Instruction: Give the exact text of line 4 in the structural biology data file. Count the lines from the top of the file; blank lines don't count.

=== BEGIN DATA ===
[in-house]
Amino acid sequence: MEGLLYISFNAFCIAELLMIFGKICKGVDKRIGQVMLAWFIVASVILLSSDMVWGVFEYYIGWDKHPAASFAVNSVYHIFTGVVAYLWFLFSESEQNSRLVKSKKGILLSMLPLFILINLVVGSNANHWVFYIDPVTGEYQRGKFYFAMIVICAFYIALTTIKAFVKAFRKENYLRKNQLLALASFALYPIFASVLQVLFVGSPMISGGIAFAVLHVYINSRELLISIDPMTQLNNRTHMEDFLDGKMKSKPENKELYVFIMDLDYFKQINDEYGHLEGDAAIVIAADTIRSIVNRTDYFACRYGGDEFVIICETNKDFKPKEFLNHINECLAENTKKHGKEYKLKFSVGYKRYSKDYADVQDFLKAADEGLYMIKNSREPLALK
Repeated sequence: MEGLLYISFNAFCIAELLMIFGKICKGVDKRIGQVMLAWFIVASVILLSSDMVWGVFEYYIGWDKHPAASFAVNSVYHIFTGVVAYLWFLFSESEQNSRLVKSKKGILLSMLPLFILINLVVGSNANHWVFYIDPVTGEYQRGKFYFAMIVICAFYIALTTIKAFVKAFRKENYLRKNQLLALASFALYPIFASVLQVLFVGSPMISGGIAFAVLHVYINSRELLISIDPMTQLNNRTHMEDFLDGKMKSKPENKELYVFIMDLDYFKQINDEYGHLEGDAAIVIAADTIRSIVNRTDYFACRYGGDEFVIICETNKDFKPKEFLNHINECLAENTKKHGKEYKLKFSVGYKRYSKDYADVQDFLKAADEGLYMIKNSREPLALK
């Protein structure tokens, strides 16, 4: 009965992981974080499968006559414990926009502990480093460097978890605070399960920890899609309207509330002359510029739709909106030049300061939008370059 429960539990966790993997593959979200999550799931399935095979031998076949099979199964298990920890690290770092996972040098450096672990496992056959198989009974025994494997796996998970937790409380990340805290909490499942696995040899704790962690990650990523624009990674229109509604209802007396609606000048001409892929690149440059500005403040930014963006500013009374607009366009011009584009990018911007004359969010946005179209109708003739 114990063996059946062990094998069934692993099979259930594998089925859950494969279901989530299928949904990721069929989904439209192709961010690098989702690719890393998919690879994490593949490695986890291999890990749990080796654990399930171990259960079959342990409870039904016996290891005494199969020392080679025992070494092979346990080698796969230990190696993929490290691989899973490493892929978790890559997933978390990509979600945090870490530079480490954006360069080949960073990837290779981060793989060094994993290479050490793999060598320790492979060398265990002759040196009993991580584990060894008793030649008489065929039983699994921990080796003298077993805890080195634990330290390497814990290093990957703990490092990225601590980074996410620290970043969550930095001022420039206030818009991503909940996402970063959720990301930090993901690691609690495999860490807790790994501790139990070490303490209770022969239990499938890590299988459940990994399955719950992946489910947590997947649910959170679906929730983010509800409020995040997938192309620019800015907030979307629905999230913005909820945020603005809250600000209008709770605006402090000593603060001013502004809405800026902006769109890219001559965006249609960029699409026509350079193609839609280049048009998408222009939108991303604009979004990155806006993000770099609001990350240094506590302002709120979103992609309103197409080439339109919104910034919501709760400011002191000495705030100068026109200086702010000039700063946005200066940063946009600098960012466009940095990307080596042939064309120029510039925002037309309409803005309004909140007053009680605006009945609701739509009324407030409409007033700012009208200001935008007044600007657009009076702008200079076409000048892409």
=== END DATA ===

């Protein structure tokens, strides 16, 4: 009965992981974080499968006559414990926009502990480093460097978890605070399960920890899609309207509330002359510029739709909106030049300061939008370059 429960539990966790993997593959979200999550799931399935095979031998076949099979199964298990920890690290770092996972040098450096672990496992056959198989009974025994494997796996998970937790409380990340805290909490499942696995040899704790962690990650990523624009990674229109509604209802007396609606000048001409892929690149440059500005403040930014963006500013009374607009366009011009584009990018911007004359969010946005179209109708003739 114990063996059946062990094998069934692993099979259930594998089925859950494969279901989530299928949904990721069929989904439209192709961010690098989702690719890393998919690879994490593949490695986890291999890990749990080796654990399930171990259960079959342990409870039904016996290891005494199969020392080679025992070494092979346990080698796969230990190696993929490290691989899973490493892929978790890559997933978390990509979600945090870490530079480490954006360069080949960073990837290779981060793989060094994993290479050490793999060598320790492979060398265990002759040196009993991580584990060894008793030649008489065929039983699994921990080796003298077993805890080195634990330290390497814990290093990957703990490092990225601590980074996410620290970043969550930095001022420039206030818009991503909940996402970063959720990301930090993901690691609690495999860490807790790994501790139990070490303490209770022969239990499938890590299988459940990994399955719950992946489910947590997947649910959170679906929730983010509800409020995040997938192309620019800015907030979307629905999230913005909820945020603005809250600000209008709770605006402090000593603060001013502004809405800026902006769109890219001559965006249609960029699409026509350079193609839609280049048009998408222009939108991303604009979004990155806006993000770099609001990350240094506590302002709120979103992609309103197409080439339109919104910034919501709760400011002191000495705030100068026109200086702010000039700063946005200066940063946009600098960012466009940095990307080596042939064309120029510039925002037309309409803005309004909140007053009680605006009945609701739509009324407030409409007033700012009208200001935008007044600007657009009076702008200079076409000048892409």